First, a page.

Scuffing characteristics of high-load rolling/sliding contacts operating in liquid oxygen–-effects of materials and surface roughness

L. Chang, P. B. Hall, R. Thom

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4 Scopus citations

Abstract

This research reports on an experimental study of the effects of materials and surface roughness on the scuffing characteristics of rolling/sliding contacts cooled and lubricated with liquid oxygen. Experiments were carried out under heavy loading with a Hertzian pressure in the range of 2.0 to 3.0 GPa and with a high rolling velocity of up to 48 m/s. For contacts between AISI 440C stainless-steel elements, the results showed that the scuffing behavior of the system was fairly consistent under a wide range of rolling velocity. Scuffing commenced at a small slide-to-roll ratio of around 0.02, and the scuffing behavior of the contact was not sensitive to surface roughness for the test-sample RMS roughness ranging from 0.02 to 0.10 μm. For contacts between 440C and Si3N4 elements, on the other hand, the scuffing behavior of the system was not very consistent and was somewhat unpredictable. The results were sensitive to surface roughness, particularly that of the Si3N4 test sample. With well-polished test samples, consistent results were obtained; the level of traction was lower than that with a 440C toroid and scuffing did not take place up to a slide-to-roll ratio of near 0.03. The results strongly suggest that significant hydrodynamic effect can be generated by liquid oxygen under heavy loading and high velocity conditions. The results also suggest that the hydrodynamic action is likely generated by the conventional viscous mechanism as it can be largely destroyed by a narrow circumferential surface scratch running through the central region of the contact.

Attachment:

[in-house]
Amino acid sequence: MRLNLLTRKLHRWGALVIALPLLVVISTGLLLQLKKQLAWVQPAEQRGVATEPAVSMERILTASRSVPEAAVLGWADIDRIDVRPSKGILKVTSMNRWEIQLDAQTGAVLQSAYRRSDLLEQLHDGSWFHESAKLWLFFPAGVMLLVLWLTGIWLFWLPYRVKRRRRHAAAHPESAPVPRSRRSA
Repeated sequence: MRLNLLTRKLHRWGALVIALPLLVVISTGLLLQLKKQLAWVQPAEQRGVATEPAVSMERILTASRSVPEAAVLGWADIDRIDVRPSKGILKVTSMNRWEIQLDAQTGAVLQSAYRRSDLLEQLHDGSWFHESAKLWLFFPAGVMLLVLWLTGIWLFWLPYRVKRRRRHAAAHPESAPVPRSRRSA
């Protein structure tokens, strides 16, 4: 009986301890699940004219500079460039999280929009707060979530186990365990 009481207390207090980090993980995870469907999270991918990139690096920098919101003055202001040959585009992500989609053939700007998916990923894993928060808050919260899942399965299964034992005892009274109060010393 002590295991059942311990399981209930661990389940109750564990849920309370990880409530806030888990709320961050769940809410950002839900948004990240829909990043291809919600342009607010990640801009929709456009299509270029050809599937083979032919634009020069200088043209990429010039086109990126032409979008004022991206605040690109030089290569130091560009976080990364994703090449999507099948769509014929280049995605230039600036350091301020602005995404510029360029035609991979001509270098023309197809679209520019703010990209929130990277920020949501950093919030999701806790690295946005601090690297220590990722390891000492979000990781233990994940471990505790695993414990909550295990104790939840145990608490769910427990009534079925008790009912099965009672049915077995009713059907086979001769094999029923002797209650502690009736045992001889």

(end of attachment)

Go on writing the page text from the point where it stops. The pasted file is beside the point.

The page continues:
Original languageEnglish (US)
Pages (from-to)87-95
Number of pages9
JournalTribology Transactions
Volume41
Issue number1
DOIs
StatePublished - Jan 1 1998

All Science Journal Classification (ASJC) codes

  • Mechanics of Materials
  • Mechanical Engineering
  • Surfaces and Interfaces
  • Surfaces, Coatings and Films

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